What is the relationship between corking a golf club and a baseball
bat? When the Beast of Terror takes up golf, and starts to
steal the credibility of this great sport, maybe it's time for all of
us to become Sentinels of Vigilance.
3, 2003—Ground Zero Plus 659
Terror On The Golf Course
Editor, New York City Combat Correspondent News
GROUND ZER0, New York, N.Y.--July 3,
2003-- The Beast of Terror is stalking America's golf courses,
carrying with him or her a lethal weapon that injects Fear,
Intimidation and Complacency into all who love the sport and its
Principles of Vigilance.
The Terror-weapon is called "cheating."
Golf, one of the most-played sports in
the world, draws more than 27 million players a year to hack,
putt and drive the ball to glory over America's 17,000 golf
courses. Millions more watch televised challenges as
the top members of the Professional Golf Association(PGA),
and its female counterpart, the LPGA, swing at a ball about
the size of half-dollar, each pro attempting to score less
than all the other competitors.
Patriotic terms are used such as
"birdie" and "eagle." A "birdie"
is earned for putting the ball in the hole one-stroke less
than "par," and, for the "eagle," to drop
the golf ball into the "cup" with two strokes less
This hallowed sport started in Scotland
with a leather ball full of compressed feathers; it is now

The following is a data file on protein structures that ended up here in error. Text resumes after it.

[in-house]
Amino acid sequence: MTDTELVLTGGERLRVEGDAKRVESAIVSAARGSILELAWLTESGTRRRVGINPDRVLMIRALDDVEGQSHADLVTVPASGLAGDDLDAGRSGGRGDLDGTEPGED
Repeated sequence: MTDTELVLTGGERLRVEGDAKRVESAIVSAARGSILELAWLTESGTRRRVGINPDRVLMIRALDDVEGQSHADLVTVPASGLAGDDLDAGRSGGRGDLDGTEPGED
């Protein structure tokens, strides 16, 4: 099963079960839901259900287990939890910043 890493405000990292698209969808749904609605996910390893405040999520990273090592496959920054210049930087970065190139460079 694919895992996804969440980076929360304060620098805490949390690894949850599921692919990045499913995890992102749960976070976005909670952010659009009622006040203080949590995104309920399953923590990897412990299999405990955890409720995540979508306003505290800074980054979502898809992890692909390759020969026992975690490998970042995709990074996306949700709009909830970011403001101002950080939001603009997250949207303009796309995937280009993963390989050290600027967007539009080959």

under Terror-attack not by some foreign invader, but from
within its own ranks.
In a rush to capture
the multi-millions of dollars in prize money and endorsements,
some players are making a pact with the Beast of Terror to
unfairly edge out their competitors by using illegal clubs
that boost the ball and give it more distance and accuracy
than their fellow pros. Similar to baseball, the golfers
are "corking" their clubs.
Sosa was busted for using a "corked" bat
Homerun hero, Sammy
Sosa, was recently busted for using a "corked" bat.
Players doctor the innards of the wood in a baseball bat by drilling a
hole in the top and inserting a springy material so the ball can be
hit farther than with a "regulation" bat. Sousa was caught
when one of his bat's broke, spilling the viscera of the wounded wood
onto the field for the world to witness that one of the world's best
and honored players was victim of the Beast of Terror.
Competitive "weapon tampering" isn't just the
privy of baseball.